“Because Saint Benedict was a sensible man, he wrote a sensible Rule. In it, he acknowledged that while attachments and ownership are to be minimized as much as possible, some monks will simply have more need of material things than others. But, Benedict said, instead of being a source of pride, it should be a source of humility, because it is better to need less. Every worldly, earthly thing you “need” is something else that can come between you and God.”
“It is better to need less” is the line that jumps out at me there, which means that my hazy foraging around my home, thrift stores, and the internet, thinking What do I need? –all while developing new plans and aspirations for my home and my life– is a sign of weakness. That I don’t actually have real needs, and that I’m manufacturing them as a source of entertainment, strikes me now as a peculiar kind of self-violence.
These are the kinds of discoveries one makes about oneself reading Scalia’s book, which guides us through a few everyday idols ranging from our own plans, to the internet, to the gods of sex and coolness, and how each of these idols upsets the peace that we all so desperately hope to achieve.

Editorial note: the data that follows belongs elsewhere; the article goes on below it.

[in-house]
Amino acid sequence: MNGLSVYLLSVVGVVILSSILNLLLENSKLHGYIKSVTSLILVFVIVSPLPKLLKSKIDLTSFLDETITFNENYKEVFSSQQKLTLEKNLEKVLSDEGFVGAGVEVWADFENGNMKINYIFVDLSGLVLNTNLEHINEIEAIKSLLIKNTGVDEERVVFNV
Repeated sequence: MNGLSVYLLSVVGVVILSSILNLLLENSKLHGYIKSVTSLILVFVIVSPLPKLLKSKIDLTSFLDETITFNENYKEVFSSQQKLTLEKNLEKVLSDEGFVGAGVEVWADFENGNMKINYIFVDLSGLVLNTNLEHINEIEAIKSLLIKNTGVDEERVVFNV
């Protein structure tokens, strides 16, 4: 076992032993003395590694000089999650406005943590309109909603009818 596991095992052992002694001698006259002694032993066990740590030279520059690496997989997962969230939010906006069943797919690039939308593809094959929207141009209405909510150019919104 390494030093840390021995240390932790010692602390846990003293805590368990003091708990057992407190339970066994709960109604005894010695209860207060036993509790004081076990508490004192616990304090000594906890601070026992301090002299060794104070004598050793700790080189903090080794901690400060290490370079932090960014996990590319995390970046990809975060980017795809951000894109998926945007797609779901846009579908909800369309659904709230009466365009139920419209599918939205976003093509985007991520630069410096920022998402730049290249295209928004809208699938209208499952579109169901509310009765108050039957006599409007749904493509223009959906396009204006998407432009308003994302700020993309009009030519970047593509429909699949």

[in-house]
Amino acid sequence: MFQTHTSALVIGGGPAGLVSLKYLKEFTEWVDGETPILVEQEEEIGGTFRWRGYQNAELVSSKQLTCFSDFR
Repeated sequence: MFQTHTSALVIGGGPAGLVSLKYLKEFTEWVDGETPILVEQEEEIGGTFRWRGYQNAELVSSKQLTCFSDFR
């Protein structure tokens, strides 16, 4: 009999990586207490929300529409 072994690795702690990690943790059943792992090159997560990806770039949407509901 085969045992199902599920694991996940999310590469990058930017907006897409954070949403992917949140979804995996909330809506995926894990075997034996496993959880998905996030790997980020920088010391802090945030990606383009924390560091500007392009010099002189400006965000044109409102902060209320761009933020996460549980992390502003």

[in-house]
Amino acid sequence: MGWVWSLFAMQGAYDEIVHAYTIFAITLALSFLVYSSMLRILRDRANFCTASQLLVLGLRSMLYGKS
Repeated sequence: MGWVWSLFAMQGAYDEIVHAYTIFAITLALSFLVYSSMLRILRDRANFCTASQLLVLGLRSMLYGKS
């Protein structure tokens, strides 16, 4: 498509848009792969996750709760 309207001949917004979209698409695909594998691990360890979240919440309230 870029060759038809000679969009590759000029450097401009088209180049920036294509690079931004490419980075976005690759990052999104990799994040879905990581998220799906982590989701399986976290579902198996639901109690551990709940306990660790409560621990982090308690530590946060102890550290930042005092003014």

The internet, for example, “exploits that restlessness” of a heart that really yearns for God. Regarding the plans we make:
“To be inflexible about deviating from the plan is to erect a roadblock, an encumbrance–an idol–and put it in the way of what the Spirit might be trying to do with us and for us.”
Regarding the confusion that results when our super-idols rule the public discourse:
“We are in a place of deep cynicism, but that is rarely acknowledged, because so many of us residing within this disordered idol’s shadow confuse cynicism with cleverness. Similarly, we confuse love with hate, silence with peace, narrowness with breadth, and we do this mostly because everything is relative in this place….